By Christine Hensel Triantos
On a cold winter day in 2002, Sharon Goyette stepped into Dana-Farber’s Center for Cancer Genetics and Prevention. She was a 21-year-old college student, and this was the last place she wanted to be. But her mother had insisted.
After developing colon cancer, Goyette’s mother had been diagnosed with Lynch syndrome (also known as hereditary nonpolyposis colorectal cancer), an inherited condition that increases the risk of many types of cancer, including colorectal, uterine, stomach, brain, and skin.
Her colon cancer was now advanced, and she had pleaded with Goyette to undergo genetic testing to find out if she, too, carried the genetic mutation that would increase her own cancer risk — and, more importantly, take the necessary steps to avoid the same path.
So Goyette met with a genetic counselor and Sapna Syngal, MD, MPH, a gastroenterologist at Dana-Farber/Brigham and Women’s Cancer Center who leads the Gastrointestinal Cancer Genetics and Prevention program. They explained the goal of the test was to keep Goyette healthy. If she didn’t have the mutation, her risk was not elevated. If she did have the mutation, Syngal and her team would create a screening and prevention plan to reduce her risk of disease.
The results came back positive: Goyette had Lynch syndrome. “I was finishing school, trying to figure out what to do with my life, and on top of that I was losing my mom,” she said. It was emotionally overwhelming, but she was reassured by the promise of continuing care provided by Syngal and her team.
Goyette is now 35, and has not been diagnosed with any cancer. Syngal continues to take an active role in Goyette’s overall medical management, which includes a specially designed regimen of screenings and exams. Her plan includes annual colonoscopies and dermatological exams as well as biennial upper endoscopies and uterine ultrasounds. At age 40, she will consider a prophylactic hysterectomy.
Who Should Consider Genetic Testing?
Genetic testing isn’t for everyone — at least not yet. It is recommended for people with personal or family histories that suggest an inherited genetic component. That could be a family pattern of cancer, or a close relative with a known gene mutation. It could also be someone diagnosed with cancer at an early age or with multiple cancer types.
Experts also recommend genetic testing for all women diagnosed with ovarian cancer, primary peritoneal cancer, or fallopian tube cancer, and for people who are diagnosed with rare tumors.
“There’s much more awareness now, but probably less than half of the people who should undergo testing are getting referred by their physicians,” said Syngal.
“People should not be afraid to discuss genetic testing with their doctors,” said Judy Garber, MD, MPH, a medical oncologist and the longtime director of the Center for Genetics and Prevention. “If their doctors have questions, we are here to help patients and their doctors figure it out.”
Five to 10 percent of all cancers are now attributed to inherited gene mutations. When these are identified, patients can use the information to guide screening and preventive behaviors that can help them to avoid the cancers that have occurred in their family members.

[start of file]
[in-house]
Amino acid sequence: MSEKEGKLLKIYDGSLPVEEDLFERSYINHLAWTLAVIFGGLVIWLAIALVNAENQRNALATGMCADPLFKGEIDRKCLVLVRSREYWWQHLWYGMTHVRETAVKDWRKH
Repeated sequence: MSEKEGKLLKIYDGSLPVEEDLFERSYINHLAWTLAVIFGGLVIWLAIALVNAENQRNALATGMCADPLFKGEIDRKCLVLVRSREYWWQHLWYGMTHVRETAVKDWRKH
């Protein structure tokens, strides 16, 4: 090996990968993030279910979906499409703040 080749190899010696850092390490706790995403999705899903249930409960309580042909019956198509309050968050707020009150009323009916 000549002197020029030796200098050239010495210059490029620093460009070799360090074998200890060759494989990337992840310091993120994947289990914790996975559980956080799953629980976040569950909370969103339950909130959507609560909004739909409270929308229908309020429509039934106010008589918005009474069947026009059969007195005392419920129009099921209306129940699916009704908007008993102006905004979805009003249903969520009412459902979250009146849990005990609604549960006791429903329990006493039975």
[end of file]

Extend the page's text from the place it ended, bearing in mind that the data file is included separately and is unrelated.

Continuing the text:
Researchers fully expect to discover more gene mutations that increase the risk of various cancers. Currently, about 200 of those are recognized — including the two most commonly known, BRCA1 and BRCA2.
To assess genetic risk, it’s important for people to understand and document their family health histories. “Patients really need to be proactive,” said Syngal, who recommends appointing a family record keeper. “Families need to talk about their cancers and the particulars of their cancers as well as premalignant conditions.” There are many types of premalignant conditions; examples include adenomatous polyps (colon), thyroid nodules, and sebaceous adenomas (skin).
The age at which people should be tested varies, says Huma Q. Rana, MD, a geneticist and clinical director for the Center of Genetics and Prevention. “In the case of a hereditary cancer syndrome that carries pediatric risk, we would recommend testing children.” For breast syndromes and other syndromes that don’t carry pediatric risk, testing typically starts at age 25, although testing for certain colon syndromes could start at 18.
Discovering you harbor an inherited mutation can carry an emotional burden, along with additional medical appointments and oversight, more frequent screenings, possible medications and prophylactic surgery, uncomfortable family discussions, and even potential challenges with life and disability insurance.
It’s important, said Syngal, for patients to have guidance through this process. Before testing is done, genetic counselors meet with patients to discuss family histories as well as the risks and benefits of testing. They point out, for example, that patients might want to secure life and/or disability insurance before testing, since – unlike health insurance – there is no protection for people with pre-existing conditions or genetic risk. They discuss whether genetic testing makes sense, and outline the medical implications of a positive result.
Costs for genetic testing range considerably. For patients who are the first in their families to be tested, the average cost ranges from $1,500 to $3,500. If the testing is narrowed because a family genetic mutation has already been identified, the cost averages $300 to $400. Many private insurance plans will cover the cost, but Medicare will cover costs for genetic testing only if the patient has already been diagnosed with cancer.
The test itself is swift and easy: a quick blood draw. (For people averse to needles, there’s also a saliva-swab option.) Results are delivered in about a month.
This article originally appeared in Dana-Farber’s Spring/Summer 2015 issue of Paths of Progress.